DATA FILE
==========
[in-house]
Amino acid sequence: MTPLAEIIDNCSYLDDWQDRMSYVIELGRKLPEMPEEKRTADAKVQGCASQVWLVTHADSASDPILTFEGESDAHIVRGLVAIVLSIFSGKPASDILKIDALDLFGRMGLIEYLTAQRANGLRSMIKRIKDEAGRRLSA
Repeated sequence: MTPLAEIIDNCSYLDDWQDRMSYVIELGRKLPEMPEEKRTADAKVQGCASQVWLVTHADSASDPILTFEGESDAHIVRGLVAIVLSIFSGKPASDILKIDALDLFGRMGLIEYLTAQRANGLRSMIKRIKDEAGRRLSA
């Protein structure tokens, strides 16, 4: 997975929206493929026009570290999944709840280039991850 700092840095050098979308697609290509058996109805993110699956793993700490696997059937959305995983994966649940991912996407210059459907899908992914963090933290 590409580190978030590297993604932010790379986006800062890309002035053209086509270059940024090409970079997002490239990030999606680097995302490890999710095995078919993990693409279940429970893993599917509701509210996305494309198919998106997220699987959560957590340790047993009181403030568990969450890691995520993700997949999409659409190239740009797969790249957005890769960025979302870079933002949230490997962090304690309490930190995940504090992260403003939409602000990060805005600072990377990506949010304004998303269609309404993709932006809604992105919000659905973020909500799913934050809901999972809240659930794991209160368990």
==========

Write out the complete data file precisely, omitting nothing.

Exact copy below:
[in-house]
Amino acid sequence: MTPLAEIIDNCSYLDDWQDRMSYVIELGRKLPEMPEEKRTADAKVQGCASQVWLVTHADSASDPILTFEGESDAHIVRGLVAIVLSIFSGKPASDILKIDALDLFGRMGLIEYLTAQRANGLRSMIKRIKDEAGRRLSA
Repeated sequence: MTPLAEIIDNCSYLDDWQDRMSYVIELGRKLPEMPEEKRTADAKVQGCASQVWLVTHADSASDPILTFEGESDAHIVRGLVAIVLSIFSGKPASDILKIDALDLFGRMGLIEYLTAQRANGLRSMIKRIKDEAGRRLSA
């Protein structure tokens, strides 16, 4: 997975929206493929026009570290999944709840280039991850 700092840095050098979308697609290509058996109805993110699956793993700490696997059937959305995983994966649940991912996407210059459907899908992914963090933290 590409580190978030590297993604932010790379986006800062890309002035053209086509270059940024090409970079997002490239990030999606680097995302490890999710095995078919993990693409279940429970893993599917509701509210996305494309198919998106997220699987959560957590340790047993009181403030568990969450890691995520993700997949999409659409190239740009797969790249957005890769960025979302870079933002949230490997962090304690309490930190995940504090992260403003939409602000990060805005600072990377990506949010304004998303269609309404993709932006809604992105919000659905973020909500799913934050809901999972809240659930794991209160368990």